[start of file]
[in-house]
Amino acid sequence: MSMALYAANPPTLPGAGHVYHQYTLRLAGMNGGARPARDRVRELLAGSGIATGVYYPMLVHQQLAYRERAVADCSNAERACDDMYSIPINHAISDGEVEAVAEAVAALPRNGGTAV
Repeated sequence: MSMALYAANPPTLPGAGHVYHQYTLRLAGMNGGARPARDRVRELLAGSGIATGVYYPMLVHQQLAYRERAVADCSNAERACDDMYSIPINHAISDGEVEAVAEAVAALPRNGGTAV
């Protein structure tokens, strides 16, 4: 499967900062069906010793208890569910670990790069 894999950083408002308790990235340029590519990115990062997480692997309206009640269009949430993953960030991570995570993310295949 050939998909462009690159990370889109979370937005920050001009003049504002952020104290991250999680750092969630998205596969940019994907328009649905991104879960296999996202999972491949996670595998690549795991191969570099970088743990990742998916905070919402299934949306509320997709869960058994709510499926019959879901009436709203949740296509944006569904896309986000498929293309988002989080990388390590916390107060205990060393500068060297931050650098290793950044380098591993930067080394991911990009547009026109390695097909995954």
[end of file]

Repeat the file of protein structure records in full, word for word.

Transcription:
[in-house]
Amino acid sequence: MSMALYAANPPTLPGAGHVYHQYTLRLAGMNGGARPARDRVRELLAGSGIATGVYYPMLVHQQLAYRERAVADCSNAERACDDMYSIPINHAISDGEVEAVAEAVAALPRNGGTAV
Repeated sequence: MSMALYAANPPTLPGAGHVYHQYTLRLAGMNGGARPARDRVRELLAGSGIATGVYYPMLVHQQLAYRERAVADCSNAERACDDMYSIPINHAISDGEVEAVAEAVAALPRNGGTAV
């Protein structure tokens, strides 16, 4: 499967900062069906010793208890569910670990790069 894999950083408002308790990235340029590519990115990062997480692997309206009640269009949430993953960030991570995570993310295949 050939998909462009690159990370889109979370937005920050001009003049504002952020104290991250999680750092969630998205596969940019994907328009649905991104879960296999996202999972491949996670595998690549795991191969570099970088743990990742998916905070919402299934949306509320997709869960058994709510499926019959879901009436709203949740296509944006569904896309986000498929293309988002989080990388390590916390107060205990060393500068060297931050650098290793950044380098591993930067080394991911990009547009026109390695097909995954």